How Cannabis Made Me a Better Mom
My journey through motherhood, and my realization of cannabis benefits.
Growing up, I thought the same thing about "stoner moms" that most people seem to believe. They're lazy, unmotivated, and selfish. I thought that pretty much any parent that smoked marijuana was incapable and unfit. I didn't hate people who smoked. In fact, most of my friends were daily smokers, but I was always uneasy when they had children. Not that they ever smoked around them, I just felt uncomfortable, like it wasn't right.
I was never really into smoking as a teenager. I tried it once when I was fifteen, but it was laced with methamphetamine's so, needless to say, I refused to touch it again until I was 19.
I started smoking when I met my son's father. He had convinced me to quit, cold turkey, my long-time love affair with pills and alcohol. And the five months that I was sober were the worst days of my life.
I have severe PTSD and moderate bipolar disorder (apparently coupled with the PTSD as a mechanism to reduce the anxiety and panic attacks as told to me by a therapist), but I always refused medication. I was afraid of being labeled as "crazy" or being unable to function. At least with the pills I was taking I was able to control myself and could function normally, or so I thought.
After those agonizing five months, my son's father convinced me to "hit the bowl." And, it was the best decision I ever made.
My Struggles Through Motherhood
Of course, I quit after a year-and-a-half due to becoming pregnant. I tried desperately to reel in my feelings, keep from exploding. I was constantly on the verge of a panic. It was not a fun time, not to mention the unknown harm it did to my child. My son was born healthy and I assumed everything was over. We were going to be a perfect and normal family. But I had no idea how my life would spiral.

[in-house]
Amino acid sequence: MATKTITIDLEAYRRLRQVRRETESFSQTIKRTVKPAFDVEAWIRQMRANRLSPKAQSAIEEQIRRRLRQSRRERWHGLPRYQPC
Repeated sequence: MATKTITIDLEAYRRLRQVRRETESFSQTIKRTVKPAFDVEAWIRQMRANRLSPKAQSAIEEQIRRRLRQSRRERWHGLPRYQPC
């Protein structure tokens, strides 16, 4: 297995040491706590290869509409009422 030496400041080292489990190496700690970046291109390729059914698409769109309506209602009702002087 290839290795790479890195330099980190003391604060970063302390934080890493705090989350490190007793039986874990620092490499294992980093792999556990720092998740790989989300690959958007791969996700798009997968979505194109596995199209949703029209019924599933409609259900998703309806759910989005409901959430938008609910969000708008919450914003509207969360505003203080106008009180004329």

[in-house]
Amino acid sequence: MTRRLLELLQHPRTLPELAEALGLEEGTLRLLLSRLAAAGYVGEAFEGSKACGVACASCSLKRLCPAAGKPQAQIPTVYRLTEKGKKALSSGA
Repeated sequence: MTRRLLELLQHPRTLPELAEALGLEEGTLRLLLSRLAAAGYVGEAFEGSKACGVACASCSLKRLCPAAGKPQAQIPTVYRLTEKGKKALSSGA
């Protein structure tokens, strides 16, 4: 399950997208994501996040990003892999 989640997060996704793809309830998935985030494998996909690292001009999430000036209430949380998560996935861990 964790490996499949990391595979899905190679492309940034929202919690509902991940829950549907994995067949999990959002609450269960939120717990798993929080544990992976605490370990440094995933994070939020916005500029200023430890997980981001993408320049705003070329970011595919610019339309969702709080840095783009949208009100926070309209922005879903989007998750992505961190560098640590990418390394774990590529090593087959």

My son's father and I lasted four months, after being together two-and-a-half years, after our son was born. He shook him at two weeks, told me he was "crushing" on his bosses daughter but she was way out of his league, and constantly ignored our son. After we broke up, things became extremely inconsistent until he finally stopped coming around.
Due to my panicky nature, and unrelinquishing fear of being alone, I moved on fairly quickly. That was when I met my daughter's father. We worked together and he seemed fairly secure and very nice. Five months later, I got pregnant. After we discovered that I was pregnant, I saw a different side of him. My son and I had moved in with him at this point and I noticed he spent 23 out of the 24 hours a day away from home or in the garage. That was when I found out he was on drugs.
I didn't know what to do. This guy who had seemed so great started berating me, threatening me, manipulating me, and cutting me off from everyone I've ever loved. He had gotten me so brainwashed, that he had even guilt-tripped me into a marriage that I knew, deep down, we weren't ready for.